And Weingarten backed a landmark teachers contract that was tentatively reached last week in the Baltimore City public school system -- without the traditional acrimony between management and labor.
Taking a new approach to teacher evaluation, it rewards teachers for great work by using multiple measures and creates steps that teachers can climb that will allow them to earn more. Teachers themselves had a great deal of input into the contract, and will help design the contract’s specifics.
Any regular reader of this blog will know that I do not support using student test scores to evaluate or pay teachers, including as part of some of the arrangements supported by Weingarten. Indeed, new research studies concluded that linking scores to teacher assessment doesn't improve student achievement (as measured by increased test scores).
But Weingarten has done more to bring the two sides together than any other labor leader in education. One doesn't have to agree with every single thing she does or says and still recognize the important role she plays or her commitment to educating kids.
For taking the positions that she does she has been unfairly demonized by tough union backers, who hate any compromise, and by union haters, whose mission it is to bring down unions and traditional public schools.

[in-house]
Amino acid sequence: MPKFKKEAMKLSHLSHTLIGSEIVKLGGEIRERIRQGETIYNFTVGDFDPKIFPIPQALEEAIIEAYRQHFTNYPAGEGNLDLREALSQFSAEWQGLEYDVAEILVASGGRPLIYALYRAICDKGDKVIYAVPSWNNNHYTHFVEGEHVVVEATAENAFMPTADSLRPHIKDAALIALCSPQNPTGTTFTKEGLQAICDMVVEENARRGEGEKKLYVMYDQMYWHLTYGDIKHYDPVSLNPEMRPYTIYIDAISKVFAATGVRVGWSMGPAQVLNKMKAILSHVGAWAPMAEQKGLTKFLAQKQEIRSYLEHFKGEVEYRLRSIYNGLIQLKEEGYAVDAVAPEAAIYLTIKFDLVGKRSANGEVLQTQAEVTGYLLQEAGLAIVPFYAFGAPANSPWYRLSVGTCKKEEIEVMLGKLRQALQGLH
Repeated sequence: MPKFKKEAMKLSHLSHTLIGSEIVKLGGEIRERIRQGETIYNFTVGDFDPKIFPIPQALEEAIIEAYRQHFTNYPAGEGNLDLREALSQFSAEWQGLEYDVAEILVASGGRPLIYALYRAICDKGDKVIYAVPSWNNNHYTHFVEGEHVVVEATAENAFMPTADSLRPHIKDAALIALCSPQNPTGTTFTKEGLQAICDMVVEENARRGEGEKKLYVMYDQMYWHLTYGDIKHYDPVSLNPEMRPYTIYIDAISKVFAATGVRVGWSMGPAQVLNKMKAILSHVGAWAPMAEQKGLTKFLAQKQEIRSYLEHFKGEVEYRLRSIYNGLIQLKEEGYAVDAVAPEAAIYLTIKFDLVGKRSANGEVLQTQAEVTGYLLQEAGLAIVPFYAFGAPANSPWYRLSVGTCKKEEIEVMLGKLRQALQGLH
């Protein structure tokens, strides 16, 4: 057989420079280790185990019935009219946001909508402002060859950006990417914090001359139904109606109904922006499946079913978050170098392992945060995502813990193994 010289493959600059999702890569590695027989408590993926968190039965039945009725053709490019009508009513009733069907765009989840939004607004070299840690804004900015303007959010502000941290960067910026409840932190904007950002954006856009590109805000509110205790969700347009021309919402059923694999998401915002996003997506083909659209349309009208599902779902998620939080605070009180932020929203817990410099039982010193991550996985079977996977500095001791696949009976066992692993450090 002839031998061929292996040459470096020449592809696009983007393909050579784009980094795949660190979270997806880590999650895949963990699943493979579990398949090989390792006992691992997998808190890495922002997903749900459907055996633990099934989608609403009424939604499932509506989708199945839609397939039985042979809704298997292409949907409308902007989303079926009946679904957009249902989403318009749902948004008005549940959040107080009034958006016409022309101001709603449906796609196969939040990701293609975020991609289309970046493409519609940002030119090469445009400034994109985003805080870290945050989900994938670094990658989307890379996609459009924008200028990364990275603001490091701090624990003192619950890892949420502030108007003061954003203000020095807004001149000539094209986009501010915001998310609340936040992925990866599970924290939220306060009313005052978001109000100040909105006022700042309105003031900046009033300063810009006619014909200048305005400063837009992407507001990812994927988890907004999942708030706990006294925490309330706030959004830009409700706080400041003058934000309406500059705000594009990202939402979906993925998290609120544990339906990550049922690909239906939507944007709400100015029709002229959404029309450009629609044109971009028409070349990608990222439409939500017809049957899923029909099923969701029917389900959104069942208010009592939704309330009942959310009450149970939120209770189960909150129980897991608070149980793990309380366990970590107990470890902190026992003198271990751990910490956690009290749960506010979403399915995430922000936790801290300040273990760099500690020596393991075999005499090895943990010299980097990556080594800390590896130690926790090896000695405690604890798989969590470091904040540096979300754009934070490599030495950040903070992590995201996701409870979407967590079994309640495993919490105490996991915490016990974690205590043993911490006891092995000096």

What does she have to say about it?
"My life’s work is promoting public education, and while I have no problem with whatever people say about me, the demonization becomes a convenient way to evade the hard work necessary to help all kids succeed," she said in an e-mail. "We all need to change, and build on what works, but I make no apologies for believing we need to support and listen to teachers ( and to parents) to get there."
Characterizing Weingarten as a villain is nutty. Just like today’s world of school reform.
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| October 5, 2010; 6:00 AM ET
Categories: Teacher assessment, Teachers | Tags: aft, american federation of teachers, bin laden, charter schools urban schools, davis guggenheim, democrats for education reform, dfer, education nation, hedge fund, huffington post, joe williams, national education association, nea, osama bin laden, public school reform, public schools, randi weingarten, school reform, teachers, teachers unions, terrorism, unions, waiting for superman